6. Mr A and his wife were referred to the National Prion Disease Pathology Surveillance Center ( in order to help establish the diagnosis of prion disease through autopsy.
  7. Hospice care was advised due to the poor prognosis. Mr A’s wife was advised to expect continued rapid cognitive and physical deterioration with death within months. A specific timeframe could not be given, but it was noted that death typically occurs within 1 year of symptom onset (Haywood, 1997)
  8. His wife was reassured that Creutzfeldt-Jakob disease cannot be transmitted through the air or casual contact, and spouses of patients have no higher risk of contracting the disease. It was explained that the disease can be transmissible via exposure to brain tissue and spinal cord fluid from infected individuals.
  9. Mr A is to follow up with the treating physician on an as-needed basis and continue to be seen by his primary neurologist as needed.

Two weeks Later: Social Worker Appointment With Mr A’s Wife at Banner Alzheimer’s Institute

Mr A’s wife reported continued rapid decline in his functional and cognitive status. He had little to no use of his right upper extremity. He continued to ambulate with a walker but was less stable and easily fatigued. He required assistance for personal activities of daily life, such as bathing and dressing. He could no longer use utensils and ate “finger foods.” He talked less, sometimes using only a few words. His wife was uncertain as to his level of comprehension.

Mr A’s wife had recently begun the process of applying for Social Security disability and contacted his employer regarding disability insurance. Medical power of attorney forms were completed, but mental health (required in Arizona for psychiatric hospitalization) or financial powers of attorney were not. These forms were provided to her.

Relatives had arrived to spend time with Mr A and assist his wife, as caring for him had become “overwhelming.” His wife expressed commitment to doing what she could to make his life as good as possible.

Communication strategies to accommodate changes noted by Mr A’s wife were reviewed, including not quizzing him or asking him what he wanted, in that it appeared that choosing options was too overwhelming for him. Instead, she was to offer food and drink throughout the day as she suspected would be comforting to him. Activity options were to focus on sensory stimulation, such as hand massages with lotion, back rubs, music, reading aloud, and movies and TV that featured light comedy and upbeat subject matter. Mr A’s wife contacted hospice and was visited the next day for an initial assessment.

FIVE weeks After Mr A’s Initial Appointment at Banner Alzheimer’s Institute (About 1 Year Since Symptom Onset)

Mr A died. A brain autopsy was performed, and immunostaining was consistent with prion disease, specifically sporadic Creutzfeldt-Jakob disease (nonfamilial) (Figure 6). The 14-3-3 CSF protein test was negative.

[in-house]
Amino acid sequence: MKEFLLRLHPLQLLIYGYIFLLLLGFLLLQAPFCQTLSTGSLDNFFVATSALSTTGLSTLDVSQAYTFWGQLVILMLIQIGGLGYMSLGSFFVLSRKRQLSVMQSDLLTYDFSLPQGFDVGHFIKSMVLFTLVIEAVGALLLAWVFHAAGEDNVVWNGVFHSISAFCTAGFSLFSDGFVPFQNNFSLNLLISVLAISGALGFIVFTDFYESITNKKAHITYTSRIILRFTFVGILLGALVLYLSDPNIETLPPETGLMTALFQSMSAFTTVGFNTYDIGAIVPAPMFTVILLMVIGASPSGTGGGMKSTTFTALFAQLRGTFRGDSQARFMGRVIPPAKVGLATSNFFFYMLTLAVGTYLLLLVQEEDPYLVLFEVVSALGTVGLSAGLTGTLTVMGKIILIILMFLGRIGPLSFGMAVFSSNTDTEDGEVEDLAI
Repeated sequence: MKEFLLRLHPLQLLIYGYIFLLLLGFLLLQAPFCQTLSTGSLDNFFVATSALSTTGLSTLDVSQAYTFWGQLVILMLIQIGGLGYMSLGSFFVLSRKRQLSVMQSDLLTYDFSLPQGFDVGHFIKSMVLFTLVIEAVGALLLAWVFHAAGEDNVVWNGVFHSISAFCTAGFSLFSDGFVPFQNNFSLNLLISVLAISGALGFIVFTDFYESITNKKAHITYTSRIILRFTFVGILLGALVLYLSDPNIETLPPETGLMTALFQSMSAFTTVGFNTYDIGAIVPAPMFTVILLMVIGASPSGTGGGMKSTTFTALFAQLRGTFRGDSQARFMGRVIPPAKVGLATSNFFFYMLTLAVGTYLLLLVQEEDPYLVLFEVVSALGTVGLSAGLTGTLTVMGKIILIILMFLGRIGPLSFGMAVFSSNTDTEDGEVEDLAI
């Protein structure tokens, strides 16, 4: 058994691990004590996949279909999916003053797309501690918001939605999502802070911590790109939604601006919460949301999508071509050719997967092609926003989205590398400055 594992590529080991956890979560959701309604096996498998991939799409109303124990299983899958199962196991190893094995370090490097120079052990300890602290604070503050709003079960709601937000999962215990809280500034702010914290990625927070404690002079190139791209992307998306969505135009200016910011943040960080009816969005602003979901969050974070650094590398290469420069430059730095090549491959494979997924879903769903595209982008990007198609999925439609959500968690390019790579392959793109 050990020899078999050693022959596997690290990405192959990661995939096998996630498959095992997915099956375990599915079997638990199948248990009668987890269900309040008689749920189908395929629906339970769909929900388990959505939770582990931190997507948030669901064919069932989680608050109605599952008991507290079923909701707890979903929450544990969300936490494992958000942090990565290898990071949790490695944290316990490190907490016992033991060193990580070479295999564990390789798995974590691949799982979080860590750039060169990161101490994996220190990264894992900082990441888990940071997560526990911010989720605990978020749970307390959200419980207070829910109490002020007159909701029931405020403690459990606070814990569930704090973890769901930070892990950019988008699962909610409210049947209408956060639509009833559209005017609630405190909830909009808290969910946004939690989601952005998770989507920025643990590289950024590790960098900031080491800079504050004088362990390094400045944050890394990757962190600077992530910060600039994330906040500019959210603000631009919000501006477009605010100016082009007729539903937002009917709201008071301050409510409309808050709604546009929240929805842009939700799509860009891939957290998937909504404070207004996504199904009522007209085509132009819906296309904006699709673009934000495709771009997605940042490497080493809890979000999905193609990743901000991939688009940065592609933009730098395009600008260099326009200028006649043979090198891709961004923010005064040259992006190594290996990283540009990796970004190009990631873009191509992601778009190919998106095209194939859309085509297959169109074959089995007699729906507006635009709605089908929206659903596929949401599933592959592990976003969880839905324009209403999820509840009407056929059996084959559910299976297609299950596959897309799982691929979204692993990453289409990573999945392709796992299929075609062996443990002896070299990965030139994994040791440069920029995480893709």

Figure 6


Prion diseases, referred to as transmissible spongiform encephalopathies, are a family of rare progressive neurodegenerative disorders that occur in humans and animals. Brain autopsy of patients with prion disease reveals vacuolization of the brain tissue, called spongiform degeneration (meaning that the tissue deteriorates, developing a spongy texture). Also present in affected brain tissue is an abnormal protein called scrapie prion protein (PrPSc). The PrPSc is believed to result from a change in the conformation or shape of a normal protein called cellular prion protein (PrPC). Since the abnormal prion protein cannot be broken down through the body’s normal process, it aggregates mostly in the brain, causing degeneration and disease (

Animal prion disease includes bovine spongiform encephalopathy, otherwise known as mad cow disease, and scrapie, which affects sheep and goats. The most common human prion disease is Creutzfeldt-Jakob disease. There are 3 types of Creutzfeldt-Jakob disease: (1) sporadic, also called spontaneous, for which the cause is not known; (2) familial, also called genetic or inherited, which is due to a defect in the prion protein gene; and (3) acquired (referred to as variant), which is transmitted by infection due to exposure to the infectious prion from contaminated meat or from transplant of contaminated tissues or use of contaminated instruments during surgical procedures.

Sporadic Creutzfeldt-Jakob disease, although rare (incidence of 1 per 1-2 million/year), is the most common variation, accounting for 85% of patients with the disease (Miller et al, 2009). The disease presents between ages 50 and 70 years and has a median survival of 5 months, with an 85% death rate within the first year of symptom onset (Geshwind et al, 2008). Iatrogenic Creutzfeldt-Jakob disease has been reported in patients who have received cadaveric growth hormone, pituitary hormone, and human gonadotropin. Other cases of iatrogenic Creutzfeldt-Jakob disease have been reported from a dura mater graft, a corneal graft, and exposure to neurosurgical equipment that has been exposed to prion (Haywood, 1997). Given the lack of such history in Mr A, iatrogenic Creutzfeldt-Jakob disease was not a consideration. Acquired (or new variant) Creutzfeldt-Jakob disease was also not a likely etiology in this case. New variant Creutzfeldt-Jakob disease, thought to be acquired from eating neural tissue of animals infected with prion disease, is less common, presents at a younger age (median age of about 29 years) with predominantly behavioral changes, and has a slightly longer time course (Haywood, 1997). Mr A had not travelled to areas endemic to bovine spongiform encephalopathy.